his guests. From the road across the Pontine marshes, a carriage drawn
by half a dozen horses, came driving at a furious pace—the postillions
smacking their whips like mad, as is the case when conscious of the
greatness or the munificence of their fare. It was a landaulet, with a
servant mounted on the dickey. The compact, highly finished, yet
proudly simple construction of the carriage; the quantity of neat,
well-arranged trunks and conveniences; the loads of box coats and upper
benjamins on the dickey—and the fresh, burly, gruff-looking face at
the window, proclaimed at once that it was the equipage of an
"Fresh horses to Fondi," said the Englishman, as the landlord came
bowing to the carriage door.
"Would not his Excellenza alight and take some refreshment?"
"No—he did not mean to eat until he got to Fondi!"
"But the horses will be some time in getting ready—"
"Ah.—that's always the case—nothing but delay in this cursed
"If his Excellenza would only walk into the house—"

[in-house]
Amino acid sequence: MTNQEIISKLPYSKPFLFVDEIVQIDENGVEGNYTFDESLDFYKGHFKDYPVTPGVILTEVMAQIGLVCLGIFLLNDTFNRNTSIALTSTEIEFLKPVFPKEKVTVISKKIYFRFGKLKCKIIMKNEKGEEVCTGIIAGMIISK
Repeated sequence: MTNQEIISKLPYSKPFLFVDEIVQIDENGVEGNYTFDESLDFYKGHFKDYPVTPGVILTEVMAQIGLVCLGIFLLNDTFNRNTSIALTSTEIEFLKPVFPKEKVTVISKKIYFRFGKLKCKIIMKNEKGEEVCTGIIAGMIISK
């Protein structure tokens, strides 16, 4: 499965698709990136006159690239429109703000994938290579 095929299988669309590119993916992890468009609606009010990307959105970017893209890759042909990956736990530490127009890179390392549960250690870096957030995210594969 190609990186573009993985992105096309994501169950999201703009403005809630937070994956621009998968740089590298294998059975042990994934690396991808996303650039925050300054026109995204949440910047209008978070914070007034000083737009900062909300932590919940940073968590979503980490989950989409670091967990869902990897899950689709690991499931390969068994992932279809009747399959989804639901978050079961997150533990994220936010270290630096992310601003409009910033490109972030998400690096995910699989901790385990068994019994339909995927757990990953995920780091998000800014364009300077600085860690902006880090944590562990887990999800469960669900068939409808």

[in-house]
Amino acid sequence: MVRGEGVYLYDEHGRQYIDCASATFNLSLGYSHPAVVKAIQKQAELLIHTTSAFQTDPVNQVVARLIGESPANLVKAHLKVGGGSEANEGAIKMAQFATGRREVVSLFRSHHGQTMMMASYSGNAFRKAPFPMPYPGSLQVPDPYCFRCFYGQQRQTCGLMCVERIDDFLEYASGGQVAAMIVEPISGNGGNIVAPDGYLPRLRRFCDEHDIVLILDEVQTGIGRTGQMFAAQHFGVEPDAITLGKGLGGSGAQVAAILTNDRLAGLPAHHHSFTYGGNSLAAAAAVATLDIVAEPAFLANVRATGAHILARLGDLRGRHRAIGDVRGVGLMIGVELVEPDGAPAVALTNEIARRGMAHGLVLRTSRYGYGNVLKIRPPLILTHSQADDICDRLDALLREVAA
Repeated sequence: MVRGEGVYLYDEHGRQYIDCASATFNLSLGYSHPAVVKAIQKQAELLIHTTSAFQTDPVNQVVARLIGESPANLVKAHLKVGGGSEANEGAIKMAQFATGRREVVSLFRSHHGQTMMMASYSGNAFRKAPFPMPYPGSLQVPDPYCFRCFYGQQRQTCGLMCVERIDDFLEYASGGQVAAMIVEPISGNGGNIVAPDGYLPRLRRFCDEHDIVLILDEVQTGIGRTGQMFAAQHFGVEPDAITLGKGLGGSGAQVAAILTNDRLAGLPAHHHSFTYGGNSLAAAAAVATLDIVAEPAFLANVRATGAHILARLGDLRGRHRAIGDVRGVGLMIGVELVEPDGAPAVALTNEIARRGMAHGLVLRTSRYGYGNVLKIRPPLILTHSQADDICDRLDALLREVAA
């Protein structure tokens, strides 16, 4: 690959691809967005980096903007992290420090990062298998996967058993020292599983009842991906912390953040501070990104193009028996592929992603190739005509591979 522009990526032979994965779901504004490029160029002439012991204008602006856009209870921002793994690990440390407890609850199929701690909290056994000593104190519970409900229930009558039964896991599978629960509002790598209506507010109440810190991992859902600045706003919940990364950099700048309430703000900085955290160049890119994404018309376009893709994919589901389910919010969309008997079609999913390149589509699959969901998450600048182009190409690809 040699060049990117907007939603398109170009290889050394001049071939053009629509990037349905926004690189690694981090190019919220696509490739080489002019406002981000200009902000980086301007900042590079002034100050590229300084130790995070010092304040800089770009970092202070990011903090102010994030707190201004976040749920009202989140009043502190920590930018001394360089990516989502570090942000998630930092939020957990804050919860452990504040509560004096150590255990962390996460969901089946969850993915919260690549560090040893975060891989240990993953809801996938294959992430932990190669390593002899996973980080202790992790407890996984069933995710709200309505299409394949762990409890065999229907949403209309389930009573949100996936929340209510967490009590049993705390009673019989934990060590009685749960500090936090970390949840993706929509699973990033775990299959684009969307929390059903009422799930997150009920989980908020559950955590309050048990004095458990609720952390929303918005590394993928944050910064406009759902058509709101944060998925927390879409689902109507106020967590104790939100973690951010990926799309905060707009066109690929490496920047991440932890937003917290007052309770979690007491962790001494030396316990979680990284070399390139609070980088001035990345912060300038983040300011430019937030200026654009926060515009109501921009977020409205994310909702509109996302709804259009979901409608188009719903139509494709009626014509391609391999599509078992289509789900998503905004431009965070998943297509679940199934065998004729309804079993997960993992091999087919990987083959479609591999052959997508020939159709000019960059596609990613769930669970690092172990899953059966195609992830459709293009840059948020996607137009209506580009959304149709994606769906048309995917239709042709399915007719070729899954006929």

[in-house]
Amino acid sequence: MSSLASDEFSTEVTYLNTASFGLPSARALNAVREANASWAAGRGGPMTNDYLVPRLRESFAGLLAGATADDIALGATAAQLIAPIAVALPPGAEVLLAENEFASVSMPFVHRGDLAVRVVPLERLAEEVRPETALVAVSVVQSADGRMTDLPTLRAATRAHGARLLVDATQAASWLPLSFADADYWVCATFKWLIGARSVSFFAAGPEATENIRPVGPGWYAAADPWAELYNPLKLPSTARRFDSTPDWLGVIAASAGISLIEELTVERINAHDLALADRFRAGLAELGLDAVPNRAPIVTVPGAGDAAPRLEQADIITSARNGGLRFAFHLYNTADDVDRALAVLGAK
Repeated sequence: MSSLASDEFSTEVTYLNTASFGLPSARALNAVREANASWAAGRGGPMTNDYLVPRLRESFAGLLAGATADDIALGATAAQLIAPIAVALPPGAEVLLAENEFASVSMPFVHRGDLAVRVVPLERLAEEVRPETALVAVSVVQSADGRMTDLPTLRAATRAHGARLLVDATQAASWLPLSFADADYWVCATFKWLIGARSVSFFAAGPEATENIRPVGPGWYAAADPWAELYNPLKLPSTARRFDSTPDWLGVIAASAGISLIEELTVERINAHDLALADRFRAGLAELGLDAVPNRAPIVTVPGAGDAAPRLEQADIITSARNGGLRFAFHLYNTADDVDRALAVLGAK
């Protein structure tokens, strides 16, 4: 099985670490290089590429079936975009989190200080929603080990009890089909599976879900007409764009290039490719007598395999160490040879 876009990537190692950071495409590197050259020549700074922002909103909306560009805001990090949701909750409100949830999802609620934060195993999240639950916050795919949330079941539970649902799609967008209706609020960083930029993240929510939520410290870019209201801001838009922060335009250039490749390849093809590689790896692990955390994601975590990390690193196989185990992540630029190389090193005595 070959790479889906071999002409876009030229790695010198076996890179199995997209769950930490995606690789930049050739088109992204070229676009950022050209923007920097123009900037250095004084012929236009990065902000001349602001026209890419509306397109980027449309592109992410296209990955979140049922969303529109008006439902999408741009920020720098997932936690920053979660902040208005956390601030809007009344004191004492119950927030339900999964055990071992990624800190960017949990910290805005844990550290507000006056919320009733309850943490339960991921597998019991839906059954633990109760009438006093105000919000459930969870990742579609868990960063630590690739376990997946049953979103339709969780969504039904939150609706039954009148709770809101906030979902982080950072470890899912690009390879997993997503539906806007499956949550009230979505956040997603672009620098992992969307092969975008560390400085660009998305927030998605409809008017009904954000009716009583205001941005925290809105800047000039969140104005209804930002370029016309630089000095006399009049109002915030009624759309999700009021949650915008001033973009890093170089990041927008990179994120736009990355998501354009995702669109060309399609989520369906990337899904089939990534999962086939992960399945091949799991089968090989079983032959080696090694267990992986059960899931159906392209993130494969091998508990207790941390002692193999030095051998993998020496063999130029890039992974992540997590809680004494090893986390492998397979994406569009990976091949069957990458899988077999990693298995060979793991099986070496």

"No, no, no!—I tell you no!—I want nothing but horses, and as quick
as possible. John! see that the horses are got ready, and don't let us
be kept here an hour or two. Tell him if we're delayed over the time,
I'll lodge a complaint with the postmaster."
John touched his hat, and set off to obey his master's orders, with the
taciturn obedience of an English servant. He was a ruddy, round-faced
fellow, with hair cropped close; a short coat, drab breeches, and long
gaiters; and appeared to have almost as much contempt as his master for
everything around him.
In the mean time the Englishman got out of the carriage and walked up
and down before the inn, with his hands in his pockets: taking no
notice of the crowd of idlers who were gazing at him and his equipage.
He was tall, stout, and well made; dressed with neatness and precision,
wore a travelling-cap of the color of gingerbread, and had rather an
unhappy expression about the corners of his mouth; partly from not
having yet made his dinner, and partly from not having been able to get
on at a greater rate than seven miles an hour. Not that he had any
other cause for haste than an Englishman's usual hurry to get to the
end of a journey; or, to use the regular phrase, "to get on."
After some time the servant returned from the stable with as sour a
look as his master.
"Are the horses ready, John?"
"No, sir—I never saw such a place. There's no getting anything done. I
think your honor had better step into the house and get something to